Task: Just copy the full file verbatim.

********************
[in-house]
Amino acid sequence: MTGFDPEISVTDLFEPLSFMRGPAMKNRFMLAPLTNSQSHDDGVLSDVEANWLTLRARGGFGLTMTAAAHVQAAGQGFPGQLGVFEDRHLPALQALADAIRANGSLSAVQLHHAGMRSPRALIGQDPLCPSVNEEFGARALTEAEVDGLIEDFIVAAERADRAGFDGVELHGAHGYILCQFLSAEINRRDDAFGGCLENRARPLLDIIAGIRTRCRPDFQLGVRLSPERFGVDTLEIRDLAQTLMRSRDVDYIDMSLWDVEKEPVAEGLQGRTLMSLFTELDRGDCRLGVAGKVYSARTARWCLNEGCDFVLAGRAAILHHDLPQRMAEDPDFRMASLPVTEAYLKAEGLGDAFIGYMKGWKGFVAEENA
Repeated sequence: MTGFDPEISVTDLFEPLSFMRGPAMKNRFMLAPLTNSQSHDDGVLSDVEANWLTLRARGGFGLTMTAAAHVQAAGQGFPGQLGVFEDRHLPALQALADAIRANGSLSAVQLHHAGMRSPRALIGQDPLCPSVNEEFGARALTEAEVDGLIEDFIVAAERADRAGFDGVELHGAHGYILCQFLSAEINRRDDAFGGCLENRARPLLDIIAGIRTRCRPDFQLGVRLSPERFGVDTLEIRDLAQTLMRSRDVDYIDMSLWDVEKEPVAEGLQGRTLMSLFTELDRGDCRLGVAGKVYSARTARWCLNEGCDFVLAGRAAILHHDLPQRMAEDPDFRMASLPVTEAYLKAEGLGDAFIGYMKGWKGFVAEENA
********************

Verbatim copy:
[in-house]
Amino acid sequence: MTGFDPEISVTDLFEPLSFMRGPAMKNRFMLAPLTNSQSHDDGVLSDVEANWLTLRARGGFGLTMTAAAHVQAAGQGFPGQLGVFEDRHLPALQALADAIRANGSLSAVQLHHAGMRSPRALIGQDPLCPSVNEEFGARALTEAEVDGLIEDFIVAAERADRAGFDGVELHGAHGYILCQFLSAEINRRDDAFGGCLENRARPLLDIIAGIRTRCRPDFQLGVRLSPERFGVDTLEIRDLAQTLMRSRDVDYIDMSLWDVEKEPVAEGLQGRTLMSLFTELDRGDCRLGVAGKVYSARTARWCLNEGCDFVLAGRAAILHHDLPQRMAEDPDFRMASLPVTEAYLKAEGLGDAFIGYMKGWKGFVAEENA
Repeated sequence: MTGFDPEISVTDLFEPLSFMRGPAMKNRFMLAPLTNSQSHDDGVLSDVEANWLTLRARGGFGLTMTAAAHVQAAGQGFPGQLGVFEDRHLPALQALADAIRANGSLSAVQLHHAGMRSPRALIGQDPLCPSVNEEFGARALTEAEVDGLIEDFIVAAERADRAGFDGVELHGAHGYILCQFLSAEINRRDDAFGGCLENRARPLLDIIAGIRTRCRPDFQLGVRLSPERFGVDTLEIRDLAQTLMRSRDVDYIDMSLWDVEKEPVAEGLQGRTLMSLFTELDRGDCRLGVAGKVYSARTARWCLNEGCDFVLAGRAAILHHDLPQRMAEDPDFRMASLPVTEAYLKAEGLGDAFIGYMKGWKGFVAEENA